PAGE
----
Break | AIChE


Despite the extensive history of plastic manufacturing and widespread use, much of this industry's waste goes unrecycled. The current waste management infrastructure lacks an effective sorting method for plastic waste and as a result a portion of the plastics sent to material recovery facilities are rejected. Conventional mechanical recycling downgrades the recycled plastics properties whereas chemical recycling presents a promising alternative this problem. However, plastic recycling is not economically viable, solvent recovery is a necessary step because of the large volume of solvent required. To that end, difficult problems posed by plastics entering their end-of-life stage need to be addressed through the investigation of feasible chemical recycling methods.
To address this issue, we present a superstructure optimization approach for the recovery and recycling of plastic. With this framework, we categorize and compare different separation technologies based on driving forces, efficiencies, feed properties, and group them into stages. Not only do we consider the technologies used but also the physicochemical properties of the chosen solvent. Within the superstructure, technologies are divided into four stages, namely, impurity removal, recovery, purification, and refinement. Technologies are mathematically modeled in the General Algebraic Modeling Systems (GAMS) software as a mixed-integer nonlinear programming (MINLP) problem. Through the implementation of binary variables, which are used for making a “yes” or “no” decision, we can select an optimal path that simultaneously quantifies the environmental impact, cost, and recovery of the recycling process and meet quality specifications.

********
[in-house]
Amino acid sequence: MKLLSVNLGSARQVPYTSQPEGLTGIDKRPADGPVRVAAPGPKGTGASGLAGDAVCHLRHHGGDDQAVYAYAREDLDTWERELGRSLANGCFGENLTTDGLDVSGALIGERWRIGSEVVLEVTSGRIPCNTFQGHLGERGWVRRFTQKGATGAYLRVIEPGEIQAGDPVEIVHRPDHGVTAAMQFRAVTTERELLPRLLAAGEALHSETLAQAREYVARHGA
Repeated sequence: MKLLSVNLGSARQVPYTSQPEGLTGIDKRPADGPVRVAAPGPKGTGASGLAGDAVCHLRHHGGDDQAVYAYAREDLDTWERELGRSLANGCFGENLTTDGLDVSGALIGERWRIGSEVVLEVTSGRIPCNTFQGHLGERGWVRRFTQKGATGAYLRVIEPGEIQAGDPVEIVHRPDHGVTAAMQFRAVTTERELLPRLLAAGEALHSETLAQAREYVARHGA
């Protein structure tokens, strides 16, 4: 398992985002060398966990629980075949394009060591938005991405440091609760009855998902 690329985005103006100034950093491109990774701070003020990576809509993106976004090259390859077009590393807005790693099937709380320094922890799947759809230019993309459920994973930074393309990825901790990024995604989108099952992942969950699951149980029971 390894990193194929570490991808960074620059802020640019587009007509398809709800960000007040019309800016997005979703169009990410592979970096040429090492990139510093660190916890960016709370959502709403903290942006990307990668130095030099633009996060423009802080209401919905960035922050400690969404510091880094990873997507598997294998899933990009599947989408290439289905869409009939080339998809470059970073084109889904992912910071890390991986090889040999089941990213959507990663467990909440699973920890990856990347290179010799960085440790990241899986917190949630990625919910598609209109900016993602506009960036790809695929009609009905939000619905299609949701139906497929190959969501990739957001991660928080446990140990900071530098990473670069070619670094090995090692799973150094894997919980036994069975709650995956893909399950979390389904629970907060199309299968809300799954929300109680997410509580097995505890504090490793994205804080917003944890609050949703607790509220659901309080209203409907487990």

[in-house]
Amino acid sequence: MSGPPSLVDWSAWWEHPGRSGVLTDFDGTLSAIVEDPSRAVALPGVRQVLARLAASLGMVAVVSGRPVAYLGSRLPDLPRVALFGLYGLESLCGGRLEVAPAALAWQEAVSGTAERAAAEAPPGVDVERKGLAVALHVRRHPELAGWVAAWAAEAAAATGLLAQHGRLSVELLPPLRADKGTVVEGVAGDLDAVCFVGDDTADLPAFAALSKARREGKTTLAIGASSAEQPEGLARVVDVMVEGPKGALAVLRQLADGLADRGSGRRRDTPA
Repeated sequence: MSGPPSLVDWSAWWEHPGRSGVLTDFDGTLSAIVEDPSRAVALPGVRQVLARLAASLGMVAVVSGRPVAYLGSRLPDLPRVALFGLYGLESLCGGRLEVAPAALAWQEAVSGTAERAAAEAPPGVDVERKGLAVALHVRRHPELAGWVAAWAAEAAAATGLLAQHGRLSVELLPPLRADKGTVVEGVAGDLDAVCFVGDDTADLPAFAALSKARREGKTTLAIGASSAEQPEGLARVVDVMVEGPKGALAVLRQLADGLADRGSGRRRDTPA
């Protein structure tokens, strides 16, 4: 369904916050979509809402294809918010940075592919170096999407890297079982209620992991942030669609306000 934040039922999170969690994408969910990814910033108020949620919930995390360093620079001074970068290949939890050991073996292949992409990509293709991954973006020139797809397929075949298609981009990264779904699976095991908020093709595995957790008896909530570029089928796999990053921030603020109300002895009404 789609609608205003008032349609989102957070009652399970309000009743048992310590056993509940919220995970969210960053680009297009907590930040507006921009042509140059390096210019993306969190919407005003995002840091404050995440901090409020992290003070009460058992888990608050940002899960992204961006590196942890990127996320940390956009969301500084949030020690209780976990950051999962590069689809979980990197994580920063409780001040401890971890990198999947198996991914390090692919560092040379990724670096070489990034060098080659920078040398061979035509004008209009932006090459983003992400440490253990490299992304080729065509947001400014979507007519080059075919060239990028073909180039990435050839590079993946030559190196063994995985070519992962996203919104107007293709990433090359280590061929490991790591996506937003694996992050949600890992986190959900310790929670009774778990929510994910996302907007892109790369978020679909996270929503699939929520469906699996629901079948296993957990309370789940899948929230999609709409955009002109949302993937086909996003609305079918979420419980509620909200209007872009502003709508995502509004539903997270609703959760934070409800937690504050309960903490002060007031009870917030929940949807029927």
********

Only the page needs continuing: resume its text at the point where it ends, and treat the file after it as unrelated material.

To validate the proposed framework, a case study of poly (ethylene terephthalate) (PET) recycling was developed and analyzed. In this case study, ethyl benzoate was used as a solvent for PET dissolution. The proposed process consists of two steps: (1) a dye removal and (2) polymer recovery. PET waste is first subjected to a dye removal step by dissolution through a solvent ethyl benzoate at 120ºC. We can simultaneously quantify the potential environmental advantages of the process along with the cost to obtain PET recovery of up to 80% in addition to solvent recyclability benefits.